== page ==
He was speaking in  Parliament on Tuesday delivering  Parliament’s Finance Committee report after assessing a  motion that sought to raise Government Bond program ceiling to P30 billion, a big jump from the initial P15 Billion.

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Gov’t Investment Account drying up fast!  

21st September 2020
Dr Matsheka

Government Investment Account (GIA) which forms part of the Pula fund has been significantly drawn down to finance Botswana’s budget deficits since 2008/09 Global financial crises.

The 2009 global economic recession triggered the collapse of financial markets in the United States, sending waves of shock across world economies, eroding business sentiment, and causing financiers of trade to excise heightened caution and hold onto their cash.

The ripple effects of this economic catastrophe were mostly felt by low to middle income resource based economies, amplifying their vulnerability to external shocks. The diamond industry which forms the gist of Botswana’s economic make up collapsed to zero trade levels across the entire value chain.

The Upstream, where Botswana gathers much of its diamond revenue was adversely impacted by muted demand in the Midstream. The situation was exacerbated by zero appetite of polished goods by jewelry manufacturers and retail outlets due to lowered tail end consumer demand.

This resulted in sharp decline of Government revenue, ballooned budget deficits and suspension of some developmental projects. To finance the deficit and some prioritized national development projects, government had to dip into cash balances, foreign reserves and borrow both externally and locally.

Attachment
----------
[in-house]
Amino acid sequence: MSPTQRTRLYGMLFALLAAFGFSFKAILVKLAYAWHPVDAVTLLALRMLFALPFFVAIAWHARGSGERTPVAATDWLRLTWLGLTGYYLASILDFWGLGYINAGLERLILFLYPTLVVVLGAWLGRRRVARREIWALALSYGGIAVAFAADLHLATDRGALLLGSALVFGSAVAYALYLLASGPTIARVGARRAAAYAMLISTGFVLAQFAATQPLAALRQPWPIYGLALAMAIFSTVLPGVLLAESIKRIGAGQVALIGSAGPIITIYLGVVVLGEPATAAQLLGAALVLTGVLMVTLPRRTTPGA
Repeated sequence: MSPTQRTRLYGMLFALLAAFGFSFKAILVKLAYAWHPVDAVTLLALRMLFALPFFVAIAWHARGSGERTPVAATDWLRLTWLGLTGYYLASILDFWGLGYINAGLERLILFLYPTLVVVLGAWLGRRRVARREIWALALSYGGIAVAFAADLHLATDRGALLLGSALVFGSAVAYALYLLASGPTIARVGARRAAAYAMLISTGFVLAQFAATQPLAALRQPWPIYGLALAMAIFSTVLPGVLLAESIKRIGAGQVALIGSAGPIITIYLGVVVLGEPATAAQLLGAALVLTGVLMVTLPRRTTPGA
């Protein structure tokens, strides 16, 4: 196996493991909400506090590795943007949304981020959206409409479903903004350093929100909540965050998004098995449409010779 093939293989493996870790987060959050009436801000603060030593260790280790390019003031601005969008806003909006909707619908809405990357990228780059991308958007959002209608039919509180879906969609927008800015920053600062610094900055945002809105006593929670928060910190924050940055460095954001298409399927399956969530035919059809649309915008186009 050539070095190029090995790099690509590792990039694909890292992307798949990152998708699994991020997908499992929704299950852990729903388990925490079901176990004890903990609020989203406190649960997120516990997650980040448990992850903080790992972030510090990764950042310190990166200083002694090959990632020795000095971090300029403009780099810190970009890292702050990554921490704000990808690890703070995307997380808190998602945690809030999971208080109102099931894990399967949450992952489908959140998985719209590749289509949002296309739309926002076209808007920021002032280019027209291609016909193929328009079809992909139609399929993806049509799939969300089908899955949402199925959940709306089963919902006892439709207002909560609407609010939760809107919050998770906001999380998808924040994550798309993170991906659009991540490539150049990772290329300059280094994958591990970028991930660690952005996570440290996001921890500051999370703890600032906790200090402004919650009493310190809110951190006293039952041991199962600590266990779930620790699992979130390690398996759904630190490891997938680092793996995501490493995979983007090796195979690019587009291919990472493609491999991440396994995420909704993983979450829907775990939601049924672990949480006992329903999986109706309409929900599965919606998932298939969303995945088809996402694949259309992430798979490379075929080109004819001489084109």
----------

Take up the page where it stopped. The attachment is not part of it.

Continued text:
Much of drawing was from Government Investment Account as opposed to drawing from foreign reserve component of the Pula Fund; the latter was spared as a fiscal buffer for the worst rainy days.

Consequently this resulted in significant decline in funds held in the Government Investment Account (GIA). The account serves as Government’s main savings depository and fund for national policy objectives.

However as the world emerged from the 2009 recession government revenue graph picked up to pre recession levels before going down again around 2016/17 owing to challenges in the diamond industry.

Due to a number of budget surpluses from 2012/13 financial year the Government Investment Account started expanding back to P30 billion levels before a series of budget deficits in the National Development Plan 11 pushed it back to decline a decline wave.

When the National Development Plan 11 commenced three (3) financial years ago, government announced that the first half of the NDP would run at budget deficits.